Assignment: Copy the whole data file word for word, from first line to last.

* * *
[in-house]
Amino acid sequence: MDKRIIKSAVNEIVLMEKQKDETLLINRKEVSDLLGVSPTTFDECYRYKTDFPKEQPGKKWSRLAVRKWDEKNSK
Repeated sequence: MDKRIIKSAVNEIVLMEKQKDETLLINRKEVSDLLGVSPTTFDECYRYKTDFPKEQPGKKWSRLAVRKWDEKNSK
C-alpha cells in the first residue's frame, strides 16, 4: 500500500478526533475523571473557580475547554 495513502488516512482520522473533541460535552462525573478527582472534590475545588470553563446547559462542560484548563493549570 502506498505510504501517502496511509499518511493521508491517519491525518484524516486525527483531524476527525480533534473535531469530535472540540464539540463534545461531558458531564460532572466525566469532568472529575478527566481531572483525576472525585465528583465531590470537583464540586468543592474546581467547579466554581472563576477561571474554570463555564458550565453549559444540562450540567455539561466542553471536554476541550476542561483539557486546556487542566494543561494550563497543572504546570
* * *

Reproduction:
[in-house]
Amino acid sequence: MDKRIIKSAVNEIVLMEKQKDETLLINRKEVSDLLGVSPTTFDECYRYKTDFPKEQPGKKWSRLAVRKWDEKNSK
Repeated sequence: MDKRIIKSAVNEIVLMEKQKDETLLINRKEVSDLLGVSPTTFDECYRYKTDFPKEQPGKKWSRLAVRKWDEKNSK
C-alpha cells in the first residue's frame, strides 16, 4: 500500500478526533475523571473557580475547554 495513502488516512482520522473533541460535552462525573478527582472534590475545588470553563446547559462542560484548563493549570 502506498505510504501517502496511509499518511493521508491517519491525518484524516486525527483531524476527525480533534473535531469530535472540540464539540463534545461531558458531564460532572466525566469532568472529575478527566481531572483525576472525585465528583465531590470537583464540586468543592474546581467547579466554581472563576477561571474554570463555564458550565453549559444540562450540567455539561466542553471536554476541550476542561483539557486546556487542566494543561494550563497543572504546570